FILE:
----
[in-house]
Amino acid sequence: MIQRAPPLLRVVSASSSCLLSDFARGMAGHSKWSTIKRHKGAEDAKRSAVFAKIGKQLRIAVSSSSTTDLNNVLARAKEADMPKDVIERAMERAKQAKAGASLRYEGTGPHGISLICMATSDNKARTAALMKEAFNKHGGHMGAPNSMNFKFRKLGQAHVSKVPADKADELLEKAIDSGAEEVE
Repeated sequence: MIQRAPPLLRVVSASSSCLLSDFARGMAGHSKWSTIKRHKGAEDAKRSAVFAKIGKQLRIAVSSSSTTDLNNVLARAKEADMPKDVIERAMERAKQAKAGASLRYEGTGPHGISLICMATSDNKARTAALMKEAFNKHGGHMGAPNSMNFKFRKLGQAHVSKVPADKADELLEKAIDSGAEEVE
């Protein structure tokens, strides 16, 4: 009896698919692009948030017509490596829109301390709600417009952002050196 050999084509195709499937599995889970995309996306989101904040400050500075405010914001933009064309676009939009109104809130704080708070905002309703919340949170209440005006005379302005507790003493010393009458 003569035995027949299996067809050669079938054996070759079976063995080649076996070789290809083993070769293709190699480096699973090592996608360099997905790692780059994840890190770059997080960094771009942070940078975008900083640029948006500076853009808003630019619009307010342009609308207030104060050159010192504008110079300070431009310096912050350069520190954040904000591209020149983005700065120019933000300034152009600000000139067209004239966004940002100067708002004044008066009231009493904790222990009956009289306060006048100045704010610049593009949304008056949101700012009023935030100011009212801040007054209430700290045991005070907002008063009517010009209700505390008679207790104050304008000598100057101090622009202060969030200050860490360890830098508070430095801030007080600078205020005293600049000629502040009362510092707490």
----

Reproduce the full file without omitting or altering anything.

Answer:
[in-house]
Amino acid sequence: MIQRAPPLLRVVSASSSCLLSDFARGMAGHSKWSTIKRHKGAEDAKRSAVFAKIGKQLRIAVSSSSTTDLNNVLARAKEADMPKDVIERAMERAKQAKAGASLRYEGTGPHGISLICMATSDNKARTAALMKEAFNKHGGHMGAPNSMNFKFRKLGQAHVSKVPADKADELLEKAIDSGAEEVE
Repeated sequence: MIQRAPPLLRVVSASSSCLLSDFARGMAGHSKWSTIKRHKGAEDAKRSAVFAKIGKQLRIAVSSSSTTDLNNVLARAKEADMPKDVIERAMERAKQAKAGASLRYEGTGPHGISLICMATSDNKARTAALMKEAFNKHGGHMGAPNSMNFKFRKLGQAHVSKVPADKADELLEKAIDSGAEEVE
């Protein structure tokens, strides 16, 4: 009896698919692009948030017509490596829109301390709600417009952002050196 050999084509195709499937599995889970995309996306989101904040400050500075405010914001933009064309676009939009109104809130704080708070905002309703919340949170209440005006005379302005507790003493010393009458 003569035995027949299996067809050669079938054996070759079976063995080649076996070789290809083993070769293709190699480096699973090592996608360099997905790692780059994840890190770059997080960094771009942070940078975008900083640029948006500076853009808003630019619009307010342009609308207030104060050159010192504008110079300070431009310096912050350069520190954040904000591209020149983005700065120019933000300034152009600000000139067209004239966004940002100067708002004044008066009231009493904790222990009956009289306060006048100045704010610049593009949304008056949101700012009023935030100011009212801040007054209430700290045991005070907002008063009517010009209700505390008679207790104050304008000598100057101090622009202060969030200050860490360890830098508070430095801030007080600078205020005293600049000629502040009362510092707490």